On June 28, 2012, the U.S. Supreme Court upheld key provisionsof the Patient Protection and Affordable Care Act, also known as health care reform. The court's decision unleashed new clamor from health care reform's supporters, opponents and the media. The following guide can help you cut through the hubbub and focus on the key points of the legislation and how you may be affected.
Now and in the near future
The minimum-coverage mandate and health insurance exchanges begin in 2014. Many other provisions of the Patient Protection and Affordable Care Act, along with the Health Care and Education Reconciliation Act of 2010, have been in place since 2010, including the following.
Preventive care may be 100 percent covered. New requirements for certain types of health plans require full coverage for a variety of recommended preventive services, such as cancer, diabetes and blood pressure screenings, without additional costs such as copays or deductibles.
An illness won't cancel coverage. Insurance companies can no longer drop people from coverage when they get sick due to mistakes made on applications.
Children and adults with health problems are covered. Plans can't exclude enrollees under age 19 because of pre-existing conditions. Beginning in 2014, plans will not be allowed to exclude anyone because of a pre-existing condition.
Adult children may be covered. Health insurance plans must cover adult children up to age 26 on their parents' policies, at the parents' choice. Until 2014, this provision is dependent on the adult child not having his or her own employer-offered coverage.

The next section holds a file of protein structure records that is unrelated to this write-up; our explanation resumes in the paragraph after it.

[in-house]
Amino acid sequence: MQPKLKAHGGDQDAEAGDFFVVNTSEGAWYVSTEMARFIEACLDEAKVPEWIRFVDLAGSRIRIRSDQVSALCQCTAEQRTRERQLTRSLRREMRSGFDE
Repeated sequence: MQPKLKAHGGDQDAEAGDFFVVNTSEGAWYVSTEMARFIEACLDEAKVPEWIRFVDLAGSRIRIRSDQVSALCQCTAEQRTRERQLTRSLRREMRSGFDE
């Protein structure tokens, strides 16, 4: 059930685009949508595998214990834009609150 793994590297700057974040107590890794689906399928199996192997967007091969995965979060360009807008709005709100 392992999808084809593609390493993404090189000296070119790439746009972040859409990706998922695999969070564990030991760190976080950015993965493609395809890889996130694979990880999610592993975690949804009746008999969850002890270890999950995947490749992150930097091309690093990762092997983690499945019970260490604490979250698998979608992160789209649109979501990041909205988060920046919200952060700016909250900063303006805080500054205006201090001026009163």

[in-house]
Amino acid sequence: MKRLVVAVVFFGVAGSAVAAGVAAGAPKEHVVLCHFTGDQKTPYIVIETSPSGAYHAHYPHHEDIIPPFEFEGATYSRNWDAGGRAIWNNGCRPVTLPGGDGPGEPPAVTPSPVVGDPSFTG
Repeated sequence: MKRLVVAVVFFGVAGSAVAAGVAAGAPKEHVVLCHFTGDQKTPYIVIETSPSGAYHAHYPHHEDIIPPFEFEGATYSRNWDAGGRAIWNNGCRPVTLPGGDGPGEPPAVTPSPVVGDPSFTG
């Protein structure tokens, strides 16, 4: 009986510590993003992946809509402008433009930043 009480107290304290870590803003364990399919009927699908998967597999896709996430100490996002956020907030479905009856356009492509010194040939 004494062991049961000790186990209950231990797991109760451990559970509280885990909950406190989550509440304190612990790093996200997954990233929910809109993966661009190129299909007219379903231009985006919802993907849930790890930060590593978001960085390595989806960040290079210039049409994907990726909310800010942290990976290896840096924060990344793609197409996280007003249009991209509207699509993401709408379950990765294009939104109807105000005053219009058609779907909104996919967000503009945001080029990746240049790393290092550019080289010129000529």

Coverage limits are banned. Insurance companies can't place lifetime caps on coverage. Annual caps on coverage are being phased out by 2014.
The coverage gap is closing. Each year, some Medicare Part D prescription drug coverage enrollees fall into the coverage gap, also known as the donut hole, where they must pay all prescription drug costs out of pocket. In the 2013 plan year, Part D enrollees will receive a 52.5 percent discount on brand-name prescription drugs in the donut hole. By 2020, that discount will rise to 75 percent.
Small employers can receive tax credits. Eligible businesses with fewer than 25 employees may receive a tax credit to make employee coverage more affordable. For those who qualify, a tax credit of up to 35 percent of employer-paid premiums is available. Beginning in 2014, the small business tax credits will cover up to 50 percent of premiums for up to two years.
Health insurance exchanges are being created. Some states have already begun establishing health insurance exchanges designed to allow individuals, families and small businesses to compare and shop for health plans. All states must have health insurance exchanges in place beginning in 2014.
Minimum coverage mandate will take effect soon. Beginning in 2014, most people will be required to carry minimum essential coverage or face a fine. The penalty will be based on whichever is greater: either a flat dollar amount ($95 for individuals and a maximum of $285 for families in 2014) or a percentage of income (1 percent in 2014). In 2016 the penalty amount increases to $695 for individuals and a maximum of $2,085 for families, or 2.5 percent of income (whichever is greater), and will be adjusted based on cost-of-living in years following.